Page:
The company’s pubs in England, Wales, Scotland and Northern Ireland are hosting a Tax Equality Day, aimed at highlighting the benefit of a permanent VAT reduction in the hospitality industry.
Prices at each of the company’s pubs (not including those in the Republic of Ireland) will be reduced for one day only.
For example, in the vast majority of Wetherspoon pubs, a pint of Ruddles will be reduced from £1.29 to £1.19, a pint of Abbot Ale from £1.99 to £1.84, a coffee (with free refills) from £1.29 to £1.19, a beer-and-burger meal (comprising classic 6oz beef burger, with chips and a pint of real ale or lager) from £6.29 to £5.82 and an 11" Margherita pizza and Pepsi (398ml) from £5.49 to £5.08.
In Scotland, prices will be reduced on all food, soft and non-alcoholic drinks and hot drinks.
At present, all food and drinks in pubs is subject to five per cent VAT – as a result of the VAT cut by the chancellor in July. However, this is set to continue only until 12 January 2021, when it will return to 20 per cent.
Following the chancellor’s temporary reduction in VAT on food and soft drinks, Wetherspoon reduced ale prices at 700 of the company’s pubs to £1.29 for a pint of Ruddles Bitter, £1.79 for a pint of Doom Bar, £1.99 for a pint of Abbot Ale and £1.99 for a guest ale pint.
VAT on beer was not reduced, however, Wetherspoon argued that supermarkets had used their tax advantage to reduce beer prices over the years.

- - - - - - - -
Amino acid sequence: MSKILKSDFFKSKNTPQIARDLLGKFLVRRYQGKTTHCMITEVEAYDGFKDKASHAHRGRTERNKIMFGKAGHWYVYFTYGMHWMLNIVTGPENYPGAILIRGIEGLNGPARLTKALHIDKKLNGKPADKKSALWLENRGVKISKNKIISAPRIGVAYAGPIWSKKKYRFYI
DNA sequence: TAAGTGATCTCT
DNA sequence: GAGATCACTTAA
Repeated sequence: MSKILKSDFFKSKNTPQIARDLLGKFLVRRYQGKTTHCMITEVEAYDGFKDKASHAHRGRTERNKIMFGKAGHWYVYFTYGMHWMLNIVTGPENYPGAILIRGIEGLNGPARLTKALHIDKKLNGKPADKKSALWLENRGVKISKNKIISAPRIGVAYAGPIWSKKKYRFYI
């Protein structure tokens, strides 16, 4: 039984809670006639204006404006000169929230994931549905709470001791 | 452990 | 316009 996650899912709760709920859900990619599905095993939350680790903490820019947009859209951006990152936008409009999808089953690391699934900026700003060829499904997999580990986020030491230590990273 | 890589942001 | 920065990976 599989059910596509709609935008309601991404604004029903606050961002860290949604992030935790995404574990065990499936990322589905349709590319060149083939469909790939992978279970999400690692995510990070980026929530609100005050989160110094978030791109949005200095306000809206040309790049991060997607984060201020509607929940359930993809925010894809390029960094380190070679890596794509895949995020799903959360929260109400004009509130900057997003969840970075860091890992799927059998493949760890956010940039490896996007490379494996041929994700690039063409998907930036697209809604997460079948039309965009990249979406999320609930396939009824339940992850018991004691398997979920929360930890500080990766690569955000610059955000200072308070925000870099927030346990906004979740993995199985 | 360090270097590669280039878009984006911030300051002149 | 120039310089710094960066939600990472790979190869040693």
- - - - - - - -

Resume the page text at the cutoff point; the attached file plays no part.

In addition, Wetherspoon reduced the price of coffee to £1.29, burger and chips (with a soft drink) to £4.99 and pizzas (with a soft drink) to £5.49 each – at 700 pubs.
Wetherspoon’s founder and chairman, Tim Martin, said: “Pubs have been under fantastic pressure for decades, owing to the tax disadvantages which they have with supermarkets.
“We’re very grateful to the chancellor for reducing the tax disparity between supermarkets and pubs to five per cent on 15 July.
“We are urging the chancellor to create tax equality between pubs and supermarkets by making permanent the current VAT régime for pubs’ food and soft drinks.
“It will make pubs, cafés, coffee shops and restaurants more competitive against supermarkets.
“It will result in far more investment in high streets throughout the land and will bring in more tax for the government.
“It doesn’t make sense for the hospitality industry to subsidise supermarkets, which are often on their own, out of town.
“It is well known that taxes should be fair and equal – government does best when it doesn’t discriminate among various types of business selling the same products.”